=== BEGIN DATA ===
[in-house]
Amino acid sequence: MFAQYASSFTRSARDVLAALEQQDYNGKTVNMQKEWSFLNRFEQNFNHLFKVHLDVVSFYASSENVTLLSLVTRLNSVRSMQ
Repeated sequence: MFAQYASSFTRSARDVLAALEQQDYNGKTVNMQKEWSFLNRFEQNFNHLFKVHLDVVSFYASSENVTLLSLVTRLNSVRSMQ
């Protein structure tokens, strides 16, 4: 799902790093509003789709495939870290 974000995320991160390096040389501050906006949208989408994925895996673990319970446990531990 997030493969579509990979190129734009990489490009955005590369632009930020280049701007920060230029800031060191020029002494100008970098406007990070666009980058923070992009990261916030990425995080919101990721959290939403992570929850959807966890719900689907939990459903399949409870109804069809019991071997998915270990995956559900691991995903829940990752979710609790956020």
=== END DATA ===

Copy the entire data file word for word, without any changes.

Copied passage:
[in-house]
Amino acid sequence: MFAQYASSFTRSARDVLAALEQQDYNGKTVNMQKEWSFLNRFEQNFNHLFKVHLDVVSFYASSENVTLLSLVTRLNSVRSMQ
Repeated sequence: MFAQYASSFTRSARDVLAALEQQDYNGKTVNMQKEWSFLNRFEQNFNHLFKVHLDVVSFYASSENVTLLSLVTRLNSVRSMQ
């Protein structure tokens, strides 16, 4: 799902790093509003789709495939870290 974000995320991160390096040389501050906006949208989408994925895996673990319970446990531990 997030493969579509990979190129734009990489490009955005590369632009930020280049701007920060230029800031060191020029002494100008970098406007990070666009980058923070992009990261916030990425995080919101990721959290939403992570929850959807966890719900689907939990459903399949409870109804069809019991071997998915270990995956559900691991995903829940990752979710609790956020």